Top 40 single reviews
Published on April 25, 2013 By Dusk411 In Music

Katy Perry

Part of Me

Album: Teenage Dream: Complete Confection

Year: 2012

 

                    Katy Perry ends her marriage in the defiant “Part of Me.”

 

                  A musing guitar opens the single, setting a wistful tone. She slams her phone down on the table. Her lawyer has called her back, letting her know her soon-to-be-ex-husband is going to contest the agreement they made over their assets. He has now changed his mind and wants more money. She should’ve expected him to be spiteful. At this point, she wants him out of her life. Throughout their marriage, he paid attention to his career while expecting her to stay at home. She would attend every work function of his. When she told him she was going to look for a job, he turned on her. She would say she would have an interview and he would shrug. She would make dinner and she would get a smart remark from him, “so you did have the time after all?.” She would try to talk to him but he wouldn’t respond. It took about a year but she found the courage to stand up to him. (“Days like this I want to drive away/Pack my bags and watch your shadow fade/You chewed me up and spit me out/Like I was poison in your mouth/You took my light, you drained me down/But that was then and this is now/Now look at me.”)

 

             In the chorus, she tells him he doesn’t have the power to ruin her. He can call her a bitch and make up lies to make himself good. However, she can see through him and he isn’t going to intimidate her anymore. She’s her own person, not the bootlicking wife he was molding her to be. (“This is the part of me/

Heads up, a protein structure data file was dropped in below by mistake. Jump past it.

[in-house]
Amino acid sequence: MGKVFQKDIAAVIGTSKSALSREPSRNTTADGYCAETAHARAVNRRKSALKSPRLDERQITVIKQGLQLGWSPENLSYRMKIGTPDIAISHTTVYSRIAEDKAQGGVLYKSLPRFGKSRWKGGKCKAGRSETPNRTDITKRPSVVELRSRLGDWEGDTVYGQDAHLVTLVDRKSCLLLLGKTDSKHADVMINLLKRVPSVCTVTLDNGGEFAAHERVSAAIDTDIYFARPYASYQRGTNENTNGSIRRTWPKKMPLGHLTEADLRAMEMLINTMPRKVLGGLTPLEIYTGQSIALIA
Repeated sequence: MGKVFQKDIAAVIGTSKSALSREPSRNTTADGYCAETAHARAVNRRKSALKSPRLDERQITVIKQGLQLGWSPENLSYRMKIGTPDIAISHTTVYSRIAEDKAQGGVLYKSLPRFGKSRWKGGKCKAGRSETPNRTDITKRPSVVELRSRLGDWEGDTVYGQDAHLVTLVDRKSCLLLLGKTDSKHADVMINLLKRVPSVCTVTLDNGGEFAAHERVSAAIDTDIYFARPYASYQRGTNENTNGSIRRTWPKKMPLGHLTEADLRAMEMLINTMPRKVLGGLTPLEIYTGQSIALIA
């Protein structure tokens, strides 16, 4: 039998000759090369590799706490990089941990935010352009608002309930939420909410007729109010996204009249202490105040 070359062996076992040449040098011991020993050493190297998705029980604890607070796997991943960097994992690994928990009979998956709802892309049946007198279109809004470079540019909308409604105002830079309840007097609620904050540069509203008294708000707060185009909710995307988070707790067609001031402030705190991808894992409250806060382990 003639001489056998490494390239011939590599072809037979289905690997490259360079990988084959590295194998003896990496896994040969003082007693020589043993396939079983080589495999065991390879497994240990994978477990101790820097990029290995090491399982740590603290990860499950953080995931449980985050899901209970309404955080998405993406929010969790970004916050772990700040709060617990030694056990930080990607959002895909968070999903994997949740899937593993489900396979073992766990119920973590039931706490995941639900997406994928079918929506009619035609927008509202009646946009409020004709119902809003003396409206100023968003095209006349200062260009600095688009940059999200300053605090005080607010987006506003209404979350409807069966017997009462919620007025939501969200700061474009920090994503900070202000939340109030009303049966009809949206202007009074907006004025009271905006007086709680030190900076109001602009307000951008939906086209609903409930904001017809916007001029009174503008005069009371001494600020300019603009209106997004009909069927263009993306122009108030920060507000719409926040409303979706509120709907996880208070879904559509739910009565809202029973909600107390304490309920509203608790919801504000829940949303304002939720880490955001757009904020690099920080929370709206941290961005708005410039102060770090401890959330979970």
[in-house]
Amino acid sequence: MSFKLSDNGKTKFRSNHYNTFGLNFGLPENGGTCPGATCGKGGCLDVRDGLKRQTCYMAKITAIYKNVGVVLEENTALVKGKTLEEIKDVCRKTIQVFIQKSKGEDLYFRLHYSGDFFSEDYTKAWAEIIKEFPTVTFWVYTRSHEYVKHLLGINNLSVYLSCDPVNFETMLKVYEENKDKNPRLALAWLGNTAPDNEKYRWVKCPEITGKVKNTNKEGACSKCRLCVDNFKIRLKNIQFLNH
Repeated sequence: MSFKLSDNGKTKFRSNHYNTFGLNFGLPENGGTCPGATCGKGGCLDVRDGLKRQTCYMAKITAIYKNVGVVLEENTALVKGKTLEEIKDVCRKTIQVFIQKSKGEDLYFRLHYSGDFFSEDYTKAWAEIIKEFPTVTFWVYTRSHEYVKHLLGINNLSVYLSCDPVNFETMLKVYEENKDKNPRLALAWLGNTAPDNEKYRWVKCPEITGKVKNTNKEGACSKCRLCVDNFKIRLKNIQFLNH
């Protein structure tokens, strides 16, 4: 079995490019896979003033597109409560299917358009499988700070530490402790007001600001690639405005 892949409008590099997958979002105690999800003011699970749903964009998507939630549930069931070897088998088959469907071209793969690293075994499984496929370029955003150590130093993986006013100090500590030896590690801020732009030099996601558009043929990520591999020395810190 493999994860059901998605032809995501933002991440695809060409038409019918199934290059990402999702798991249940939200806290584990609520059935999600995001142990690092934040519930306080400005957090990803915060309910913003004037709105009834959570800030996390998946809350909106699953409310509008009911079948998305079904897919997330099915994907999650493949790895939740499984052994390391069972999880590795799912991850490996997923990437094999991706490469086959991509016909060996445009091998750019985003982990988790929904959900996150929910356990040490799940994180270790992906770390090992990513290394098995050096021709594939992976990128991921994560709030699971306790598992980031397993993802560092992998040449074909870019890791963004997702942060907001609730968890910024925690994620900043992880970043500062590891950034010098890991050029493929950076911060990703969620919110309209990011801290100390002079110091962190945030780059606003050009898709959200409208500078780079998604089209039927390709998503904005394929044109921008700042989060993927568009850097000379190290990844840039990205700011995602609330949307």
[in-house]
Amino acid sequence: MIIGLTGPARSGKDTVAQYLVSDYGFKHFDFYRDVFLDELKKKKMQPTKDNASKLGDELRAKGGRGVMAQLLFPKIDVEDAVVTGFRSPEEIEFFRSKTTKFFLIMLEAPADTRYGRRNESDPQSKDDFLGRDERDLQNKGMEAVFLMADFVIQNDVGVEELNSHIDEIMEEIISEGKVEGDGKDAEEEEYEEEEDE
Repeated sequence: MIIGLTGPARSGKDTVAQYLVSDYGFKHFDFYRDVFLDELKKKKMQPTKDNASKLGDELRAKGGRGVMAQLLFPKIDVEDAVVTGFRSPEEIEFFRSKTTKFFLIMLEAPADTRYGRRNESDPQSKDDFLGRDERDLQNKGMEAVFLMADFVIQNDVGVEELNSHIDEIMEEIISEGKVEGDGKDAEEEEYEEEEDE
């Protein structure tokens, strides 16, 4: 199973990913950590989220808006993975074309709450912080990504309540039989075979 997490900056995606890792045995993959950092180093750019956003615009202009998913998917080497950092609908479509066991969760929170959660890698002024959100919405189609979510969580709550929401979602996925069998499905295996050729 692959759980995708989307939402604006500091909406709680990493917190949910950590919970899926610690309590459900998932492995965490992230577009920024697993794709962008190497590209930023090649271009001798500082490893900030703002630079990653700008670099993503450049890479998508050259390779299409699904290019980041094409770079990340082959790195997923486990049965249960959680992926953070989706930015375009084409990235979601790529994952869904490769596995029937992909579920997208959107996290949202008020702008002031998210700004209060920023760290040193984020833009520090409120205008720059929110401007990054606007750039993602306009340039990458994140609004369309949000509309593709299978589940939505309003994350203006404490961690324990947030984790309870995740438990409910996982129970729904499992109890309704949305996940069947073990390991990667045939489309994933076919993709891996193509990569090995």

That you’re never gonna ever take away from me, no/This is the part of me/That you’re never gonna ever take away from me, no/Throw your sticks and your stones, throw your bombs and your blows/
But you’re not gonna break my soul/This is the part of me/That you’re never gonna ever take away from me, no.”)

 

               With all the half-truths he’s throwing around to everyone he’s ever met, she’s going to find out who her real friends are. She expects some of her friends will side with him. Like her, they fell for his reckless charm. She’s not to going to call anyone for awhile and see who checks up on her.  Before they got married, they would rotate who would pick the movies and he would take her out for dinner often. Not long after the honeymoon, he picked the movie each time without asking and started asking what she was making for dinner. Nothing she ever did was enough. She loved the man she first met. The one who told her she was beautiful and could achieve whatever dream she wanted. She now sees a man who is threatened by any success a woman has. (“I just wanna throw my phone away/Find out who is really there for me/You ripped me off, your love was cheap/Was always tearing at the seams/I fell deep, you let me down/But that was then and this is now/Now look at me.”)

 

           The chorus is sung again.

       In the bridge, she’s doing well without him. She got the promotion she wanted at work. She’s seeing a really great guy. Her friends stuck by her, telling her they are glad she’s rid of him but they were afraid to say something.  She gave the rings back to him.  The marriage was a sham. The inscription “I will love you forever” wasn’t true. She calls back her lawyer, telling her to start drawing up the paperwork. He can have the money and whatever  else he wants. All she wants is for him to leave her alone. (“Now look at me I’m sparklingA firework, a dancing flame/You won't ever put me out again/I’m glowin’, oh whoa/So you can keep the diamond ring/It don't mean nothing anyway/In fact you can keep everything yeah, yeah/Except for me.”)

      The chorus is sung twice to end the single.

Perry’s throbbing, afflicted  vocals boil, her heated emotions bubbling to the surface.  She tried playing nice. It didn’t work and she nearly got screwed over. Her frustration with her ex has been going for a long time and she’s had enough of letting him get to her.

 The direct “Part of Me” holds it ground, prepared to strike.
 
 

 

 


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